For was not Israel a derision unto thee?
&c.] In the time of his calamity, when the ten tribes were carried captive by the Assyrians some years ago; and of late the two tribes of Judah and Benjamin by the Chaldeans; the Moabites rejoiced at this, which they ought not to have done, upon the common principles of humanity; and especially since they were not only neighbours, but akin; and therefore, according to the law of retaliation, it was but just that they should be had in derision themselves: was he found among thieves?
that is, Israel; that he should be a derision to any, as thieves are when they are taken; men rejoice at it, insult them, and deride them; but was this the case of Israel? had he robbed any? had he done any injury to Moab, or any other? no, verily: why this derision then? for since thou spakest of him, thou skippedst for joy;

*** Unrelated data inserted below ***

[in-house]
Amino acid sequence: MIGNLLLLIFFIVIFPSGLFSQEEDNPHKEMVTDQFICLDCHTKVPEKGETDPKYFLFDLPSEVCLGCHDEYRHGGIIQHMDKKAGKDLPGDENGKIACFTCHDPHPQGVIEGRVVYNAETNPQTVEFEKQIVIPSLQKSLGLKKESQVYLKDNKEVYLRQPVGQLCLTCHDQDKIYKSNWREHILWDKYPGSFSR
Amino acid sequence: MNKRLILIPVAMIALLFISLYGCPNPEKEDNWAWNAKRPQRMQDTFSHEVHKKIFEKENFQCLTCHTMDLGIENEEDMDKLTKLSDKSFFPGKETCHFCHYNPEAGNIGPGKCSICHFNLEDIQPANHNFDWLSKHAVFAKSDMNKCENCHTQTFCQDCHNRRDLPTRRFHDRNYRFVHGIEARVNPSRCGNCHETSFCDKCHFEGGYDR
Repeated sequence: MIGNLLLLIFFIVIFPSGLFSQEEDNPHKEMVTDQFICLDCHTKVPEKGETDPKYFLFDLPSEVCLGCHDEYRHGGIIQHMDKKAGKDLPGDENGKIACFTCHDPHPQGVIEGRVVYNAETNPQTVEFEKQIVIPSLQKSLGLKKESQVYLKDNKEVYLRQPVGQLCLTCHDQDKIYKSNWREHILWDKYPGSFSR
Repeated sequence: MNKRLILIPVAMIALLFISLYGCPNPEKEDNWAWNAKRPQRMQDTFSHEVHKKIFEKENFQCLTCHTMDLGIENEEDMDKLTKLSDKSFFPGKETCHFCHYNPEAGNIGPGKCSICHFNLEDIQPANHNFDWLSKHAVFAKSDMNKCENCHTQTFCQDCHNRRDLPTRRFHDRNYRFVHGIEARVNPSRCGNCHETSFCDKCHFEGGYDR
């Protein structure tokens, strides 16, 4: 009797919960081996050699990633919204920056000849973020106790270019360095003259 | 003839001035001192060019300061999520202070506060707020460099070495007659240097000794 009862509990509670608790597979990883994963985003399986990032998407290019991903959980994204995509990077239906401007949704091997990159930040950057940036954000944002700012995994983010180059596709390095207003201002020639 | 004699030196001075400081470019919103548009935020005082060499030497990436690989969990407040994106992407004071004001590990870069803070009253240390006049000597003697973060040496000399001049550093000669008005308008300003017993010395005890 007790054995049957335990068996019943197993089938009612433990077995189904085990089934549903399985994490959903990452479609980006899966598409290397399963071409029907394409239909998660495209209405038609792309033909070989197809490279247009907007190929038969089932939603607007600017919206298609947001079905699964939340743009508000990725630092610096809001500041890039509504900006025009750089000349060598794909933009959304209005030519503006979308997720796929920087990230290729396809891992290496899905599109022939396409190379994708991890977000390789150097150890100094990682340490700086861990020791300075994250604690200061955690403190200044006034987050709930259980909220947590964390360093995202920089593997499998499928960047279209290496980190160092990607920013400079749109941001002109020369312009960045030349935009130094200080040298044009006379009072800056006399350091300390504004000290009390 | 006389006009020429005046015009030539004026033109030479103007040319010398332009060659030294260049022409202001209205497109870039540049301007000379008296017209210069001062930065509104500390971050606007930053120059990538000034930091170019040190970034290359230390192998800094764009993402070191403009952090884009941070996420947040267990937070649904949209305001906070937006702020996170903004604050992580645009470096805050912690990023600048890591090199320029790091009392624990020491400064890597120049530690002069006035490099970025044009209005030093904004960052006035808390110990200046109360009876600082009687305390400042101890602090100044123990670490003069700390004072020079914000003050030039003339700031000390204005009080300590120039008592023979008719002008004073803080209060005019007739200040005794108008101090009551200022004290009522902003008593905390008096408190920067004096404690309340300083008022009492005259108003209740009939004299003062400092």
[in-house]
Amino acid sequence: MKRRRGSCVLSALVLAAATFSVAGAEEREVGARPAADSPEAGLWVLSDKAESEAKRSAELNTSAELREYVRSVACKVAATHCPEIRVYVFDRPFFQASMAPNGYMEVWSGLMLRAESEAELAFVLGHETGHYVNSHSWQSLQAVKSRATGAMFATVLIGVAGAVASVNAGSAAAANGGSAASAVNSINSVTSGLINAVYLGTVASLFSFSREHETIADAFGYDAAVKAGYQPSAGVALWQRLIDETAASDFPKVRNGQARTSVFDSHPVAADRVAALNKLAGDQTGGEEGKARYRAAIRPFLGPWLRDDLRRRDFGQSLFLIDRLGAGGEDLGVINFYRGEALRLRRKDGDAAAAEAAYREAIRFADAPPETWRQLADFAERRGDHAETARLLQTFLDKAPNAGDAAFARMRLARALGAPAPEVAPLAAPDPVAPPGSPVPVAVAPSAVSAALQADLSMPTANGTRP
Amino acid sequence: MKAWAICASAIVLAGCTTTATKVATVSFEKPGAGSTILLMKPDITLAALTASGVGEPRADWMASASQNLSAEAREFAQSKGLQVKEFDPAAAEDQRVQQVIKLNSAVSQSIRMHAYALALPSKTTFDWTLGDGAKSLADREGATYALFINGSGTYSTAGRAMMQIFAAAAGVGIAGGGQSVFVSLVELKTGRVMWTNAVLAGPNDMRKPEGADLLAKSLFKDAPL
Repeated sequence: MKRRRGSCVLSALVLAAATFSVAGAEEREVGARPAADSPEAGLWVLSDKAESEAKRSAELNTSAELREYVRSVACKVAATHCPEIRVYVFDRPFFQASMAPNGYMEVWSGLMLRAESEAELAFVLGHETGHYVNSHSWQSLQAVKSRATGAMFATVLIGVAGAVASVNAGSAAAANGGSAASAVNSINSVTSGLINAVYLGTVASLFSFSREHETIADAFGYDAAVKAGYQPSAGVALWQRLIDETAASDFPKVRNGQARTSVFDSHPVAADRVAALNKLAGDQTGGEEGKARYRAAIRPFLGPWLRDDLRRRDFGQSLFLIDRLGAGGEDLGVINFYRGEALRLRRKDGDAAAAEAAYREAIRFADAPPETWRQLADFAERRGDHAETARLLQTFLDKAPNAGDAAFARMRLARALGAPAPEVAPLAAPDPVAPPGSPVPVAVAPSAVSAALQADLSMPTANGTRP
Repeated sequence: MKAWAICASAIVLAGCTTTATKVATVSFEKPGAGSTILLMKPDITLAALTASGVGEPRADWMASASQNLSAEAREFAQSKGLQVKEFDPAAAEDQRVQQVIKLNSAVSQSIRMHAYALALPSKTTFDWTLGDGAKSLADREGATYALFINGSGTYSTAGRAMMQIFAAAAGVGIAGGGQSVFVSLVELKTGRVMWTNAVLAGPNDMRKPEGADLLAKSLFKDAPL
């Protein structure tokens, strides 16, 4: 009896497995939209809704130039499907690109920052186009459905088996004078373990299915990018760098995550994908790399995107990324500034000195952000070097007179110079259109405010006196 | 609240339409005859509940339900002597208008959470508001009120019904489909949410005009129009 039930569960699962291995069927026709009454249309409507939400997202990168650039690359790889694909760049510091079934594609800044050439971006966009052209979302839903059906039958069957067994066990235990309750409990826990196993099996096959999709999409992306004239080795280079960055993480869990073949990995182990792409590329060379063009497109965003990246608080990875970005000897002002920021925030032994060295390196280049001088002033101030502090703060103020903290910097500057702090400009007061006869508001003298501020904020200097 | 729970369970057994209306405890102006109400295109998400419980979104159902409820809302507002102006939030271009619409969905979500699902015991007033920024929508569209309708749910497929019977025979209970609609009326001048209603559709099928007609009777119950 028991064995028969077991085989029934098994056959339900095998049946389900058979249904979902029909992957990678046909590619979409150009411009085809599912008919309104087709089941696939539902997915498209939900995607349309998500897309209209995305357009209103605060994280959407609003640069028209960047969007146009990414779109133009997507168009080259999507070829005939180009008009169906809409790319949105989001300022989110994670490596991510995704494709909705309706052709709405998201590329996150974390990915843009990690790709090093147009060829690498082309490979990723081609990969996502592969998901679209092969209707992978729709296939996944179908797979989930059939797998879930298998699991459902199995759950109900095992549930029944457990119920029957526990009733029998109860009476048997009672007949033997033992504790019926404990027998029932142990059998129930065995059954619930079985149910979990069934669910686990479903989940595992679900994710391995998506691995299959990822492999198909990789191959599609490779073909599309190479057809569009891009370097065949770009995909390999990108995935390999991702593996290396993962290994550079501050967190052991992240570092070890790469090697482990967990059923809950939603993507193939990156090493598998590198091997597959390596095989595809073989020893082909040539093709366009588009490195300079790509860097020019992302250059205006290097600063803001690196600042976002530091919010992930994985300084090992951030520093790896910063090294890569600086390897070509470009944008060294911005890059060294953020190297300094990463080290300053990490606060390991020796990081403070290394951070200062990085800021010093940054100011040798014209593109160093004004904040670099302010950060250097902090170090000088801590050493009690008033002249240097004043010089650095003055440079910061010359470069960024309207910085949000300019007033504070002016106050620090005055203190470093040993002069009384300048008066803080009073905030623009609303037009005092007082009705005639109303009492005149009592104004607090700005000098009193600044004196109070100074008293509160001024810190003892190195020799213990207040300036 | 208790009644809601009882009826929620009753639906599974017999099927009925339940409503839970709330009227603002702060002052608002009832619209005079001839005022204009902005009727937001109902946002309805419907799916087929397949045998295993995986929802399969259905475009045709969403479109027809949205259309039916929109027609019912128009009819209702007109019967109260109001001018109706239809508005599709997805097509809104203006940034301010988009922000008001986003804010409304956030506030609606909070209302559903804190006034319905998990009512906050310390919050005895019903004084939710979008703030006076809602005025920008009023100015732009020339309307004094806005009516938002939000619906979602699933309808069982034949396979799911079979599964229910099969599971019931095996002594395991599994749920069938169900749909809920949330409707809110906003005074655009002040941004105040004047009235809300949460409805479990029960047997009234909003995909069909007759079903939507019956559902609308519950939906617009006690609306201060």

or, "shookedst thyself" F3; whenever the Moabites spoke of the distresses and calamities of Israel, and of their captivity, they laughed till they shook themselves; not only shook their heads, but their whole bodies. The Vulgate Latin version is, "therefore, because of thy words which thou hast spoken against him, thou shall be carried captive"; and Jarchi mentions such a sense of the words, as given by some of their Rabbins; and to this agrees the Targum,
``and because ye have multiplied words against them, therefore ye shall go into captivity.''
F3 (ddwntt) "commovisti te", Vatablus, Calvin; "commoves te", Junius & Tremellius, Piscator; "motitas te", Schmidt.